How to Ask for Help
As early childhood professionals, we often hear about the importance of self-care. Indeed, in these unusually trying times, it is more important than ever. But taking care of ourselves isn’t always as easy as it sounds, and sometimes we need more than a five minute break or a bubble bath to feel better. Sometimes we need to ask for help so that we can care for ourselves in a transformative and meaningful way. “Asking for help,” is one of those phrases we often hear but don’t often talk about how it’s done in practice. It turns out that asking for help is actually pretty hard to do, and many of us don’t know how to go about it.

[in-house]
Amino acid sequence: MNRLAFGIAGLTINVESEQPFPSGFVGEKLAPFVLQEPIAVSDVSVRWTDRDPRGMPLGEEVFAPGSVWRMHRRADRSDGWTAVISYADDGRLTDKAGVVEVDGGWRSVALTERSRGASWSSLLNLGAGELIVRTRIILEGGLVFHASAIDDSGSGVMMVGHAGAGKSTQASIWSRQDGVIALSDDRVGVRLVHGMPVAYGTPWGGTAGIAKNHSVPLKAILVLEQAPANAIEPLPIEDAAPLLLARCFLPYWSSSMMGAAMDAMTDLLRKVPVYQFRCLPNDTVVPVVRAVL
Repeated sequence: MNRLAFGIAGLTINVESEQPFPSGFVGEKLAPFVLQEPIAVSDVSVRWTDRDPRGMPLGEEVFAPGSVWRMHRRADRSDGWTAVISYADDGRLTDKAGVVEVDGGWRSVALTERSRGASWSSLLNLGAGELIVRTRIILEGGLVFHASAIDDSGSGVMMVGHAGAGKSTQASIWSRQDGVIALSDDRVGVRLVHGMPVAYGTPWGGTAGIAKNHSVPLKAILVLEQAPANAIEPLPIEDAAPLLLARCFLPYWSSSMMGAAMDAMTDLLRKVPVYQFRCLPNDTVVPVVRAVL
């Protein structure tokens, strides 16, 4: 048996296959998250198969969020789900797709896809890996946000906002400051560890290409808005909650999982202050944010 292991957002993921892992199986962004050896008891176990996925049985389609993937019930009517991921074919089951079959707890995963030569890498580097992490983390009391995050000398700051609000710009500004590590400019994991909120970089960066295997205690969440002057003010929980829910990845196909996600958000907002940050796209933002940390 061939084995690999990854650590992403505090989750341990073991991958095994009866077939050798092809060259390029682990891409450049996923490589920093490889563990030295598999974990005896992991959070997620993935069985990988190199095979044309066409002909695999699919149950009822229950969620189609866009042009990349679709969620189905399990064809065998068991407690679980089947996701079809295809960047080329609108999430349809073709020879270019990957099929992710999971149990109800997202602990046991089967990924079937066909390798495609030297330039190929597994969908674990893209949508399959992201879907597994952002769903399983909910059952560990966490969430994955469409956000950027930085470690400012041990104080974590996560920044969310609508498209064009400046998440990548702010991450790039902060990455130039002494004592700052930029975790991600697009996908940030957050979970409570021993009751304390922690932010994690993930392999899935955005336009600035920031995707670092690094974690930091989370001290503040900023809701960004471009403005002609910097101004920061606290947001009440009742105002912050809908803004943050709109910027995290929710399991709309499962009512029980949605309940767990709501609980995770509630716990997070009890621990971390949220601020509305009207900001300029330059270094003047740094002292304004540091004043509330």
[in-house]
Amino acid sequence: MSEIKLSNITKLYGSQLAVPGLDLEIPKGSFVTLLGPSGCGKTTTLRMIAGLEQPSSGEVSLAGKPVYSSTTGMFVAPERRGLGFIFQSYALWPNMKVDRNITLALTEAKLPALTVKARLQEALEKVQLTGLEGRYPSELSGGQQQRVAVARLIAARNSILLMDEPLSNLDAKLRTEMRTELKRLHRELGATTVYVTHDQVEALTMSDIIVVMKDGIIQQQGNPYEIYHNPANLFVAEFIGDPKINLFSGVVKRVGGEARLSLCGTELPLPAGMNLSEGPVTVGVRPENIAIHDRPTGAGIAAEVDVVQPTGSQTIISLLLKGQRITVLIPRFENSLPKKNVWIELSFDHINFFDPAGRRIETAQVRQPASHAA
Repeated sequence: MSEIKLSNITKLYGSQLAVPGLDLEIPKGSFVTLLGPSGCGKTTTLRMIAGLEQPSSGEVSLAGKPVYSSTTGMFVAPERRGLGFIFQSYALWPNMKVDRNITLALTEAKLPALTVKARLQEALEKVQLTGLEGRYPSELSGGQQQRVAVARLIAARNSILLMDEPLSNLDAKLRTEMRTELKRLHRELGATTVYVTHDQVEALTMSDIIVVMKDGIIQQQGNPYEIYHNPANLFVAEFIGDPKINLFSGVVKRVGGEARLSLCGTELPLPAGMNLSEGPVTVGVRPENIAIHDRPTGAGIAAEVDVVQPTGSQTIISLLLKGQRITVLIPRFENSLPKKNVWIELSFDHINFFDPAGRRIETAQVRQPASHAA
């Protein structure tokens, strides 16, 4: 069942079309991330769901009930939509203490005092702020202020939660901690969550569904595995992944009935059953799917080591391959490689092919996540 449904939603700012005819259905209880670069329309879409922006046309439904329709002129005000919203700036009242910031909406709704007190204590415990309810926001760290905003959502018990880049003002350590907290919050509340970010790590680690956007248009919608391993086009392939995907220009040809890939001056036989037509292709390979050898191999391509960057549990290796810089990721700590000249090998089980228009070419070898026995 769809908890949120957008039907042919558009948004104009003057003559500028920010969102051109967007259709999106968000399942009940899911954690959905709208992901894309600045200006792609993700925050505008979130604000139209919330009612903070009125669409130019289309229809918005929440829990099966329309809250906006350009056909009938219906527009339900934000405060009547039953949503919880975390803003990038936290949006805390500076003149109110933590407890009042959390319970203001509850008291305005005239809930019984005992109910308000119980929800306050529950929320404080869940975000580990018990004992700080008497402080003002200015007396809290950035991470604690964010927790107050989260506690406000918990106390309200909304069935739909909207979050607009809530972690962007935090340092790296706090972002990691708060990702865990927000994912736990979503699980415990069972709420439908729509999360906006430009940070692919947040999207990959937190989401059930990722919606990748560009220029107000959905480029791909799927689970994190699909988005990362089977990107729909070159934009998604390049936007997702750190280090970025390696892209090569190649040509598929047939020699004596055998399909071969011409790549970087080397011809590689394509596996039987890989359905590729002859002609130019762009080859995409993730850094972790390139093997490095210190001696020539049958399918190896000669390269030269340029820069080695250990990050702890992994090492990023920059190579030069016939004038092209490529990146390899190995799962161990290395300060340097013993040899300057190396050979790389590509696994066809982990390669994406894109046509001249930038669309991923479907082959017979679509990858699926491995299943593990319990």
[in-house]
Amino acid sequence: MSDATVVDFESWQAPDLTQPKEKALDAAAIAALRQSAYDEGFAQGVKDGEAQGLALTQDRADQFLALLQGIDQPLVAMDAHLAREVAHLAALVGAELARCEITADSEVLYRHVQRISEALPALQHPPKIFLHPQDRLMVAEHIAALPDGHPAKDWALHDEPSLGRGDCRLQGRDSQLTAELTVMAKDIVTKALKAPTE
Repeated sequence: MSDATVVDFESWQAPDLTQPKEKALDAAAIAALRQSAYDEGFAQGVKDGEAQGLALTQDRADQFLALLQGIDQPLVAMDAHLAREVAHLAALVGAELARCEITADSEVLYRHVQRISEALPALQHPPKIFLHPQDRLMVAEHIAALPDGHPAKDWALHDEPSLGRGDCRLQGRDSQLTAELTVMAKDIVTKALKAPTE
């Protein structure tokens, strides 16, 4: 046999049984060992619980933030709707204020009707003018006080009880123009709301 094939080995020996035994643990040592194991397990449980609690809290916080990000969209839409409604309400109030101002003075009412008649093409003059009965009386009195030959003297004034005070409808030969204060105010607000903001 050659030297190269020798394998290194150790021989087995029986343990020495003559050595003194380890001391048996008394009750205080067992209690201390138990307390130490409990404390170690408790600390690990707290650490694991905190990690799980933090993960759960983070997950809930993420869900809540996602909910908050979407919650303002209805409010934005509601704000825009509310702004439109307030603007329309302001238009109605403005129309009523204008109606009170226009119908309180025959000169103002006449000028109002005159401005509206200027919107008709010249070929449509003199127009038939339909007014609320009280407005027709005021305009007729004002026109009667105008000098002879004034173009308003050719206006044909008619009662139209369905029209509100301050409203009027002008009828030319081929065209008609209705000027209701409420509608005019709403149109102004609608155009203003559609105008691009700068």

Asking for help can be scary because it requires vulnerability, but it’s important that we understand the distinction between vulnerability and weakness. As Brene Brown said, “Vulnerability sounds like truth and feels like courage. Truth and courage aren’t always comfortable, but they’re never weaknesses.” Similarly, asking for help isn’t always comfortable, but sometimes it is necessary for us to live wholeheartedly and to show up as the best versions of ourselves. There are many ways to help support ourselves before a crisis hits, and it doesn’t always look like a direct ask. In the document below, I’ve outlined several examples of what asking for help might look like. I hope this encourages you to take whatever steps you might need to support your own health and well-being. You deserve it.
-Liz Means, Leap Coalition Program Manager